Luther, therefore, continued to articulate his theology in numerous publications. Luther wrote his To the Christian Nobility because he was eager to articulate the implications of his theology for the reform of society, as well as for the reformation of the church. The treatise consists of three parts. In the first section, Luther explicates his understandings of the universal priesthood of the baptized, of good order in the church, and of the doctrine of vocation. The second section addresses three ecclesiastical abuses, namely, the avarice of the papacy, the continuing proliferation of the number of cardinals, and the expansion of the curia, all of which drained the fiscal resources of the church’s members. He also urged the calling of a council in order to remedy these challenges. The third section consists of a list of twenty-seven reform proposals that addressed problems in the church and the society in general. Luther’s articulation of the universal priesthood of the baptized and its implications for ecclesiology and the Christian’s vocation remain the most relevant contribution of this treatise, although his willingness to identify and offer solutions to significant ecclesiastical and societal challenges also remains an admirable example for contemporary Christians. The treatise thus continues to serve as a powerful reminder to the church that it must be cognizant of its own failures, of its need to be a reformed and reforming community, and of its calling to be God’s agent of transformation and justice in the world.
My other two recent publications are translations of original works in German. The first was written in 1520 by an opponent of Luther named Augustine von Alveldt. The original document is part of the Richard C. Kessler Reformation Collection, housed in the Pitts Theology Library at Emory University. The Collection consists of more than 3900 original manuscripts and printed works written by Martin Luther and contemporaries who supported or challenged the Lutheran reform movement. It includes more than 1000 Luther publications and thus constitutes the largest collection of original Luther sources in the U.S. I was invited to translate and annotate the work by Alveldt, the title of which is simply Ein Sermon.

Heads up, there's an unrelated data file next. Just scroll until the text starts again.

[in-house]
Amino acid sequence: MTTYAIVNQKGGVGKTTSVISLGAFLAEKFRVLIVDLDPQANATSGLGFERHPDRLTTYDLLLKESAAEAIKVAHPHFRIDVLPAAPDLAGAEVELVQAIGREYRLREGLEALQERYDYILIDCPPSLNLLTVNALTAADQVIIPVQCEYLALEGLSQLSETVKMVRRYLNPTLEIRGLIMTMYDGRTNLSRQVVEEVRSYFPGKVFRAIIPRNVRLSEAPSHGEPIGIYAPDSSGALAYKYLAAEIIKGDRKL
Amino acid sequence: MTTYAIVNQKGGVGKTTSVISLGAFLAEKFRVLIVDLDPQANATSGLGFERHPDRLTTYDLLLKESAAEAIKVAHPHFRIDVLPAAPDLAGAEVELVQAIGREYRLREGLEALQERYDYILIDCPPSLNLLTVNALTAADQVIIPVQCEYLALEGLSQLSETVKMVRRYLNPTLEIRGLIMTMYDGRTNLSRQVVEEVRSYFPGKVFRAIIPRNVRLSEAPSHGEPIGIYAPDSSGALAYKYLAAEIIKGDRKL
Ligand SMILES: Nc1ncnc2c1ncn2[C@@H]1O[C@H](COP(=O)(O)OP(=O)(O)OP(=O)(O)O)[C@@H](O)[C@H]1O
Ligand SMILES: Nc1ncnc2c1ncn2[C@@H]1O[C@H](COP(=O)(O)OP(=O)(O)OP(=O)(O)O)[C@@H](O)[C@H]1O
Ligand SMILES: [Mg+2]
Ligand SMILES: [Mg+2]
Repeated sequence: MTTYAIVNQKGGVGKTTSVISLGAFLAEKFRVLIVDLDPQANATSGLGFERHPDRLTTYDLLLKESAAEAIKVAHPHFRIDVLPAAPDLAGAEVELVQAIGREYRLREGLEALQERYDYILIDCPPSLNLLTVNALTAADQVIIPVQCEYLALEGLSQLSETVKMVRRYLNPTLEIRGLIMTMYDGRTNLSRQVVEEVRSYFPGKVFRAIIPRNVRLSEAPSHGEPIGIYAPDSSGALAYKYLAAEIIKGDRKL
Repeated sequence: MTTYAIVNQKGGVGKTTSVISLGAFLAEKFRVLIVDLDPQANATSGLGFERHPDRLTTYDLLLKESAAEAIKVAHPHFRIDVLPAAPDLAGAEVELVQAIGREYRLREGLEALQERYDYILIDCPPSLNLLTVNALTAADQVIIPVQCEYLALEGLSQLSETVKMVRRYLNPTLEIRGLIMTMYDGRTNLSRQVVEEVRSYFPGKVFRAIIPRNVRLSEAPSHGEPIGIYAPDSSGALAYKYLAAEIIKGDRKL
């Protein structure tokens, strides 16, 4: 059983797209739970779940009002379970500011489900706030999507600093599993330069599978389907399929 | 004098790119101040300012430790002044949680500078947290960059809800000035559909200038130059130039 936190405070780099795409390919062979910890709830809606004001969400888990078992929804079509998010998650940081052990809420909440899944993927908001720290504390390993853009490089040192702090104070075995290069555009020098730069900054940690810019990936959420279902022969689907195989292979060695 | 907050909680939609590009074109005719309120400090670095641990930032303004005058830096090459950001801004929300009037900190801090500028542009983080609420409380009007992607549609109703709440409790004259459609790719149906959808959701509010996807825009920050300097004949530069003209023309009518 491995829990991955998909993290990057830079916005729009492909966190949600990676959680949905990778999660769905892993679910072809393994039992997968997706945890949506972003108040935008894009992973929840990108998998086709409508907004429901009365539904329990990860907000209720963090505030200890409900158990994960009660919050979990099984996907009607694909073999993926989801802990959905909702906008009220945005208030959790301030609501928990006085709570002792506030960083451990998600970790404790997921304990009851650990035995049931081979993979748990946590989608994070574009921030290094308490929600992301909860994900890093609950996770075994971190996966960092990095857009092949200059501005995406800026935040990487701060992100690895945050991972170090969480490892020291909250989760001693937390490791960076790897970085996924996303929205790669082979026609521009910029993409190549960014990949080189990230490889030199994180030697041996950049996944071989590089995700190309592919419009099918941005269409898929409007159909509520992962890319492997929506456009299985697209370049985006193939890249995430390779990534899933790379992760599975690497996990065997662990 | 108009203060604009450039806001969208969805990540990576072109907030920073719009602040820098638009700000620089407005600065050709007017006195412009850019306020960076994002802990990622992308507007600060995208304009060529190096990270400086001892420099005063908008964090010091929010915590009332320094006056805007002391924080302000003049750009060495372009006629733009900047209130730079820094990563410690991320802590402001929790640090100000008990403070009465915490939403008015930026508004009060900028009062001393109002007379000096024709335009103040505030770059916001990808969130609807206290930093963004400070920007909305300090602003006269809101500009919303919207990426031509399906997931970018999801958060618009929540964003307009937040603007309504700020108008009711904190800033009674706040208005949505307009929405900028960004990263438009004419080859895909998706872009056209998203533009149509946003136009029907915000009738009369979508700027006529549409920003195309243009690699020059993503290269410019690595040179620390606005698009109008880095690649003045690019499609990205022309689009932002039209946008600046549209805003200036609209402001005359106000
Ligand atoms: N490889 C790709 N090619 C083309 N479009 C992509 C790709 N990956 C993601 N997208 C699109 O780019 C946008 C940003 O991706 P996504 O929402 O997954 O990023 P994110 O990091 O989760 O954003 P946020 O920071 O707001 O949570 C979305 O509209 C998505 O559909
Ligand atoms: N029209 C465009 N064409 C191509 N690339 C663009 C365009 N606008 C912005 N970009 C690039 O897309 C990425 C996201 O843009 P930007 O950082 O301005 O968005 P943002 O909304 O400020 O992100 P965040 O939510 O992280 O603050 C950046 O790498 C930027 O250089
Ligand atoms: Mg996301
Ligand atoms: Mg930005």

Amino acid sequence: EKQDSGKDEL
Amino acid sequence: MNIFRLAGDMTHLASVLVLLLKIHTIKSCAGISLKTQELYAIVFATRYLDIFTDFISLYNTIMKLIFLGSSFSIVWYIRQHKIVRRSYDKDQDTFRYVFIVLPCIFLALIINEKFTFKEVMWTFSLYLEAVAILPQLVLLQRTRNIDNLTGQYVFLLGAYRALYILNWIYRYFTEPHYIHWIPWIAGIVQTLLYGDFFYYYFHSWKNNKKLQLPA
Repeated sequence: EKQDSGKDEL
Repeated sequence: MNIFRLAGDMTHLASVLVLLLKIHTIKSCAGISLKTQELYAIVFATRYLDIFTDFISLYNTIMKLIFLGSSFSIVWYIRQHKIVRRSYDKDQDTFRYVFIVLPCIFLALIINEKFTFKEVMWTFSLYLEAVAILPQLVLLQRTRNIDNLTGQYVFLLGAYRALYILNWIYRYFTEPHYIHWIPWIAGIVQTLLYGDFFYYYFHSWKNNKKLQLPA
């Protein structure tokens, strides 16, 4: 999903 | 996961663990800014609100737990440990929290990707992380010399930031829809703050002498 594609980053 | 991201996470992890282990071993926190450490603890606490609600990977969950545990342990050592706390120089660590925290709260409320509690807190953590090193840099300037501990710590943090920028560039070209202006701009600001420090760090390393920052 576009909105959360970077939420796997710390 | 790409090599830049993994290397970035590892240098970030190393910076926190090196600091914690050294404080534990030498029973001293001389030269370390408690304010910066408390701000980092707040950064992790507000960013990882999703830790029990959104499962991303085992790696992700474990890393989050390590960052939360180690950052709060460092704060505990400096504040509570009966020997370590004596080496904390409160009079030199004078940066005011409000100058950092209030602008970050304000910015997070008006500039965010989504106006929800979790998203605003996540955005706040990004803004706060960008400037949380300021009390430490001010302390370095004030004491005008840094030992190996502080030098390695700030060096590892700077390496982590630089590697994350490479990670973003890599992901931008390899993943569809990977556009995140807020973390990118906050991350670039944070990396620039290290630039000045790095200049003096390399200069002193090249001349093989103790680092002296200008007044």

Alveldt was a friar who lectured on Scripture in the Franciscan cloister in Leipzig. He also served as provincial head of the Franciscan Order in Saxony. He was impacted by Renaissance humanism and its ad fontes emphasis and was an able Latinist and a student of the biblical languages. Alveldt became an early literary opponent of Luther and a diligent apologist of Rome. He particularly defended papal authority in light of Luther’s critique. He also supported the church’s Eucharistic theology and its sacramental practices and piety in response to Luther’s criticisms. Penance, ecclesiology, Mariology, and marriage and celibacy were additional topics of interest to Alveldt.
The ”sermon” is actually not a sermon but a short treatise. It consists of three sections. The first part serves as a self-defense against Luther’s ad hominem attacks on Alveldt in a recent publication of his. In the second section, Alveldt accuses Luther of heresy by linking the Reformer’s teachings to John Wyclif and Jan Hus. The third section summarizes Alveldt’s defense of papal authority. The friar agrees with Luther that Christ is the Head of the church. However, Christ has also chosen Peter and his successors to serve as Christ’s vicars who are called to feed and nourish Christ’s sheep. The papacy is, therefore, divinely instituted and necessary for the well-being of the church because the pope interprets Scripture faithfully and guards the church against heresy.
If all this piques your curiosity, you can now read A Sermon online.